I was asked in 2019 to participate in a workshop, Let Statues Speak, organised by the Stuart Hall Foundation and co-hosted by the University of Manchester’s Centre on the Dynamics of Ethnicity (CoDE). The purpose of the event was, in part, to discuss emerging demands for the removal or re-interpretation of colonialist monuments that stand in prominent civic spaces around the UK. This familiar roll-call of British imperial figures includes Robert Clive, Cecil Rhodes and Robert Baden-Powell and a growing hit list (and, it should be noted, calls for community consultation and debate) can now be found at Topple the Racists. Amongst other fascinating examples of creative interventions discussed on the day, I was keen to talk about Colston’s statue; the slave ship being, to my mind, a particularly affective response to a troubling monument. So recent events came as no real surprise.

‘Yarn bombing’ of Colston statue with red wool ball and chain, October 2018. Artist, unknown. Image credit: Bristol Post.

The conversations that came out of that day have resurfaced in my mind over the last few weeks, particularly as talk in the museum world has turned to the pros and cons of various options available for those professionals whose responsibilities include monuments, collections or artefacts with troubling narratives. Three or four distinct options stand out for me as practical ways to act in this specific case.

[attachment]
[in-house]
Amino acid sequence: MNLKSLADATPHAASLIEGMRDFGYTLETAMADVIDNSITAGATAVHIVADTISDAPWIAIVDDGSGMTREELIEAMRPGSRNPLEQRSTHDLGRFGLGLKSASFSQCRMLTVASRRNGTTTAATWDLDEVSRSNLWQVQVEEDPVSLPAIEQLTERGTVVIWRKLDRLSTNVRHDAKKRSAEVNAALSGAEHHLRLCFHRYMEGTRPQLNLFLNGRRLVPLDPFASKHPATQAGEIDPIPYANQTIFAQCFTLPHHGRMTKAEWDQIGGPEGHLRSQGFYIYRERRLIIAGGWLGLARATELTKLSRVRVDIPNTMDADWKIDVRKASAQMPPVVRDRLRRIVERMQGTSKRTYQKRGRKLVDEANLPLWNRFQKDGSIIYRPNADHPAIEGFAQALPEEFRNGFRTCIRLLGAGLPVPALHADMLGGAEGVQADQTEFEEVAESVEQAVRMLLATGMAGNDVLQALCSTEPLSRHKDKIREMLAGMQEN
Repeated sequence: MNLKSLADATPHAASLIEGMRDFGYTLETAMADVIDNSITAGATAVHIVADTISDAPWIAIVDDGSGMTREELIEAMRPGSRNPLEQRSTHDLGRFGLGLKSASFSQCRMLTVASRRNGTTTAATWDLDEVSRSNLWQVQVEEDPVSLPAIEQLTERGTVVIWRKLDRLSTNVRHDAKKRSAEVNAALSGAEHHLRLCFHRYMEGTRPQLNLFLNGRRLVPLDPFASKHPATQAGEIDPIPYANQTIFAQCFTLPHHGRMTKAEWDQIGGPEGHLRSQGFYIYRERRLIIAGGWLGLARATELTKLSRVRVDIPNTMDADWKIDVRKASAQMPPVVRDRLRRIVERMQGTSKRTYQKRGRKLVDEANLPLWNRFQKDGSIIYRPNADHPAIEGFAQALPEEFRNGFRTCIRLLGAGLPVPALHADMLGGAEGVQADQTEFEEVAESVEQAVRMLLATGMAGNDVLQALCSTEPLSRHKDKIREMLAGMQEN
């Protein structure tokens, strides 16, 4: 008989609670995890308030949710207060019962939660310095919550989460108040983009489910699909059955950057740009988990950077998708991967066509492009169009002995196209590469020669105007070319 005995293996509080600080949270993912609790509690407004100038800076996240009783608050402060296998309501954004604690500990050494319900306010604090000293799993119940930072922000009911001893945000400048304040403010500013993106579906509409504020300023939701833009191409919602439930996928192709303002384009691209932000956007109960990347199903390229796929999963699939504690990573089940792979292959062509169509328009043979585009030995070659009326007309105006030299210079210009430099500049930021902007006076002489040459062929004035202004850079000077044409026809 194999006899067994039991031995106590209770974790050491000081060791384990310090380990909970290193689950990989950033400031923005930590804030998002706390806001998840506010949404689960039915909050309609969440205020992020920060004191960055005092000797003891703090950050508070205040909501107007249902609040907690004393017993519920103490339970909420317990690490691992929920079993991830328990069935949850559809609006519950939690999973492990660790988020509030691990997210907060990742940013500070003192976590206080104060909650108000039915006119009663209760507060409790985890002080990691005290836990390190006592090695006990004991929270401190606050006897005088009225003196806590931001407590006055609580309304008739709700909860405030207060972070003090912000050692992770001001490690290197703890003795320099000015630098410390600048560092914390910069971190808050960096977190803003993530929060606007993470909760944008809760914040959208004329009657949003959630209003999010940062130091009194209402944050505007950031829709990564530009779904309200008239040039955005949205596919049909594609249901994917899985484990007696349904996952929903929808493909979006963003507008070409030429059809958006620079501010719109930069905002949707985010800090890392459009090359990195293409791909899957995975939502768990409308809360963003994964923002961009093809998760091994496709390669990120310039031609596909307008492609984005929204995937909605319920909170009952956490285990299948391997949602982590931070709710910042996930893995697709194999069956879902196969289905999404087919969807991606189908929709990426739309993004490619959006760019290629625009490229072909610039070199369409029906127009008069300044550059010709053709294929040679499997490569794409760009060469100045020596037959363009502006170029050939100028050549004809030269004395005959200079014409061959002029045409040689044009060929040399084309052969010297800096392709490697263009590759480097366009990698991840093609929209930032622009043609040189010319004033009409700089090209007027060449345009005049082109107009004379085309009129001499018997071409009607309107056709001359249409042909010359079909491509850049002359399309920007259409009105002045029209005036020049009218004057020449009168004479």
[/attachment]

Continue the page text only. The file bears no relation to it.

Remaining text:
First, the current situation in Bristol represents one option. Colston’s trip to the depths of Bristol’s harbour was, in fact, short-lived; the statue was rescued by the local authority at great speed, whisked away to a secure museum store and a plan is now mooted for a museum exhibit, including the statue, with new interpretation added. It is undeniably important to process recent events and an appropriate function of the museum is to facilitate such dialogue but is more debate (of the curated sort) really what is needed now? Is there a defence of statuary dedicated to British slavers we need to hear? After all, that side of the story has been on display for over one hundred years.